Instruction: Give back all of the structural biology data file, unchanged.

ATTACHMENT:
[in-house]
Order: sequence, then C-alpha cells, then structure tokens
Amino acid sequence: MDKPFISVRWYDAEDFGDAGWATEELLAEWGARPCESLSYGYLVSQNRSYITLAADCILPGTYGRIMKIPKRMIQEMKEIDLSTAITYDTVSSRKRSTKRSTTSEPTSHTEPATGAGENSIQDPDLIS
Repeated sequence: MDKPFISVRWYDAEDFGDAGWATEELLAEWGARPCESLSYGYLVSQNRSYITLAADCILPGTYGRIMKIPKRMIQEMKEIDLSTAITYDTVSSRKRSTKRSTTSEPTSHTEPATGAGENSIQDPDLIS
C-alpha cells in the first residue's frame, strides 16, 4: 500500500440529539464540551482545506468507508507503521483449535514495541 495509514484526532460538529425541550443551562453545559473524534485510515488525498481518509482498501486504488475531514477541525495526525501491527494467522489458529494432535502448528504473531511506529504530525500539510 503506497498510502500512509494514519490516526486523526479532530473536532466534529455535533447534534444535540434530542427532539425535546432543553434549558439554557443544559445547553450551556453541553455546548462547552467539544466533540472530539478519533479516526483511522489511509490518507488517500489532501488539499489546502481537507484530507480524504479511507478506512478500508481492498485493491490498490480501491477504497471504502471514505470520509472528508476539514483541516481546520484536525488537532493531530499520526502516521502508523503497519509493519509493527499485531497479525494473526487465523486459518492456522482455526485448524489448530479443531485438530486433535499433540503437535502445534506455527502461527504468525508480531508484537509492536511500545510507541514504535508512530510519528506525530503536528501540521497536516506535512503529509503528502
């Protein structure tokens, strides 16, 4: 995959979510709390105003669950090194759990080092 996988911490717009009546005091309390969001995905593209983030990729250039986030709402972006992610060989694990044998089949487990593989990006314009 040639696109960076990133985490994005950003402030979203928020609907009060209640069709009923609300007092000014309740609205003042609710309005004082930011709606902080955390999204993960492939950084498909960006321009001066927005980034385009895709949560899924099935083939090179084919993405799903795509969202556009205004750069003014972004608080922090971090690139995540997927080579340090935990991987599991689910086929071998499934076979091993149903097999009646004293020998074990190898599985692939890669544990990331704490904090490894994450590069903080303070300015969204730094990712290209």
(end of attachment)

[in-house]
Order: sequence, then C-alpha cells, then structure tokens
Amino acid sequence: MDKPFISVRWYDAEDFGDAGWATEELLAEWGARPCESLSYGYLVSQNRSYITLAADCILPGTYGRIMKIPKRMIQEMKEIDLSTAITYDTVSSRKRSTKRSTTSEPTSHTEPATGAGENSIQDPDLIS
Repeated sequence: MDKPFISVRWYDAEDFGDAGWATEELLAEWGARPCESLSYGYLVSQNRSYITLAADCILPGTYGRIMKIPKRMIQEMKEIDLSTAITYDTVSSRKRSTKRSTTSEPTSHTEPATGAGENSIQDPDLIS
C-alpha cells in the first residue's frame, strides 16, 4: 500500500440529539464540551482545506468507508507503521483449535514495541 495509514484526532460538529425541550443551562453545559473524534485510515488525498481518509482498501486504488475531514477541525495526525501491527494467522489458529494432535502448528504473531511506529504530525500539510 503506497498510502500512509494514519490516526486523526479532530473536532466534529455535533447534534444535540434530542427532539425535546432543553434549558439554557443544559445547553450551556453541553455546548462547552467539544466533540472530539478519533479516526483511522489511509490518507488517500489532501488539499489546502481537507484530507480524504479511507478506512478500508481492498485493491490498490480501491477504497471504502471514505470520509472528508476539514483541516481546520484536525488537532493531530499520526502516521502508523503497519509493519509493527499485531497479525494473526487465523486459518492456522482455526485448524489448530479443531485438530486433535499433540503437535502445534506455527502461527504468525508480531508484537509492536511500545510507541514504535508512530510519528506525530503536528501540521497536516506535512503529509503528502
């Protein structure tokens, strides 16, 4: 995959979510709390105003669950090194759990080092 996988911490717009009546005091309390969001995905593209983030990729250039986030709402972006992610060989694990044998089949487990593989990006314009 040639696109960076990133985490994005950003402030979203928020609907009060209640069709009923609300007092000014309740609205003042609710309005004082930011709606902080955390999204993960492939950084498909960006321009001066927005980034385009895709949560899924099935083939090179084919993405799903795509969202556009205004750069003014972004608080922090971090690139995540997927080579340090935990991987599991689910086929071998499934076979091993149903097999009646004293020998074990190898599985692939890669544990990331704490904090490894994450590069903080303070300015969204730094990712290209």